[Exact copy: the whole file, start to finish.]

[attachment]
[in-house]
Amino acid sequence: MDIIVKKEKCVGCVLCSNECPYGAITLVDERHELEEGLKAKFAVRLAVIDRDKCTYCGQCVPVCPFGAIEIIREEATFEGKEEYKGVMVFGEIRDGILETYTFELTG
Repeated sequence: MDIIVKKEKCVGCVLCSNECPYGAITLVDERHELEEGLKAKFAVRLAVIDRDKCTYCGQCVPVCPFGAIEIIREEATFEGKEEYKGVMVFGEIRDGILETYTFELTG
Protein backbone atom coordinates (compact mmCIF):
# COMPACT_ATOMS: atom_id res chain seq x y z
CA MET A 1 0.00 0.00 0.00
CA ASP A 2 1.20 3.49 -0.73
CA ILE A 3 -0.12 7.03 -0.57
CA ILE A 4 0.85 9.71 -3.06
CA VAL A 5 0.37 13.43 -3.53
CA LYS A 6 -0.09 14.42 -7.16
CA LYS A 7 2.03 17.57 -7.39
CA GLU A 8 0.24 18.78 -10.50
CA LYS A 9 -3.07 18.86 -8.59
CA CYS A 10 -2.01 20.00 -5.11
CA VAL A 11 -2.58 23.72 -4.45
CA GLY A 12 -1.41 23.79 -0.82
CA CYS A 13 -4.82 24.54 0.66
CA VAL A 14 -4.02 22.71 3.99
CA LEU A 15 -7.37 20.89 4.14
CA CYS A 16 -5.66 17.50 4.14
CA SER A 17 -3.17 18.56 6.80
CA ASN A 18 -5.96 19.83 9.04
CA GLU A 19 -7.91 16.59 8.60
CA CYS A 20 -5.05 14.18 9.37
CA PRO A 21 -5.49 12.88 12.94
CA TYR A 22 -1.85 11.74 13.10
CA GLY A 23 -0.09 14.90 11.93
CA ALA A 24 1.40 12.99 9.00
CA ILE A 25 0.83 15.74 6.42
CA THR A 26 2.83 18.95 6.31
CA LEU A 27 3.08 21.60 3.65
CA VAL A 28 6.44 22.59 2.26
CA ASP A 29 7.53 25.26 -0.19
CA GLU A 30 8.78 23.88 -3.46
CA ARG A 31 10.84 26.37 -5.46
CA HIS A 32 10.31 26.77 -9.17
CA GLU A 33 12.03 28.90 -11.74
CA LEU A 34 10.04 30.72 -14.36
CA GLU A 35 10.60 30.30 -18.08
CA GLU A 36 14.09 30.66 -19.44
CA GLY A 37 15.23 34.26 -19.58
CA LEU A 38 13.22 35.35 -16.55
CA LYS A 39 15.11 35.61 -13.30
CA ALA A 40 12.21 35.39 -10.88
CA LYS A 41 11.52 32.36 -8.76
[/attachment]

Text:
[in-house]
Amino acid sequence: MDIIVKKEKCVGCVLCSNECPYGAITLVDERHELEEGLKAKFAVRLAVIDRDKCTYCGQCVPVCPFGAIEIIREEATFEGKEEYKGVMVFGEIRDGILETYTFELTG
Repeated sequence: MDIIVKKEKCVGCVLCSNECPYGAITLVDERHELEEGLKAKFAVRLAVIDRDKCTYCGQCVPVCPFGAIEIIREEATFEGKEEYKGVMVFGEIRDGILETYTFELTG
Protein backbone atom coordinates (compact mmCIF):
# COMPACT_ATOMS: atom_id res chain seq x y z
CA MET A 1 0.00 0.00 0.00
CA ASP A 2 1.20 3.49 -0.73
CA ILE A 3 -0.12 7.03 -0.57
CA ILE A 4 0.85 9.71 -3.06
CA VAL A 5 0.37 13.43 -3.53
CA LYS A 6 -0.09 14.42 -7.16
CA LYS A 7 2.03 17.57 -7.39
CA GLU A 8 0.24 18.78 -10.50
CA LYS A 9 -3.07 18.86 -8.59
CA CYS A 10 -2.01 20.00 -5.11
CA VAL A 11 -2.58 23.72 -4.45
CA GLY A 12 -1.41 23.79 -0.82
CA CYS A 13 -4.82 24.54 0.66
CA VAL A 14 -4.02 22.71 3.99
CA LEU A 15 -7.37 20.89 4.14
CA CYS A 16 -5.66 17.50 4.14
CA SER A 17 -3.17 18.56 6.80
CA ASN A 18 -5.96 19.83 9.04
CA GLU A 19 -7.91 16.59 8.60
CA CYS A 20 -5.05 14.18 9.37
CA PRO A 21 -5.49 12.88 12.94
CA TYR A 22 -1.85 11.74 13.10
CA GLY A 23 -0.09 14.90 11.93
CA ALA A 24 1.40 12.99 9.00
CA ILE A 25 0.83 15.74 6.42
CA THR A 26 2.83 18.95 6.31
CA LEU A 27 3.08 21.60 3.65
CA VAL A 28 6.44 22.59 2.26
CA ASP A 29 7.53 25.26 -0.19
CA GLU A 30 8.78 23.88 -3.46
CA ARG A 31 10.84 26.37 -5.46
CA HIS A 32 10.31 26.77 -9.17
CA GLU A 33 12.03 28.90 -11.74
CA LEU A 34 10.04 30.72 -14.36
CA GLU A 35 10.60 30.30 -18.08
CA GLU A 36 14.09 30.66 -19.44
CA GLY A 37 15.23 34.26 -19.58
CA LEU A 38 13.22 35.35 -16.55
CA LYS A 39 15.11 35.61 -13.30
CA ALA A 40 12.21 35.39 -10.88
CA LYS A 41 11.52 32.36 -8.76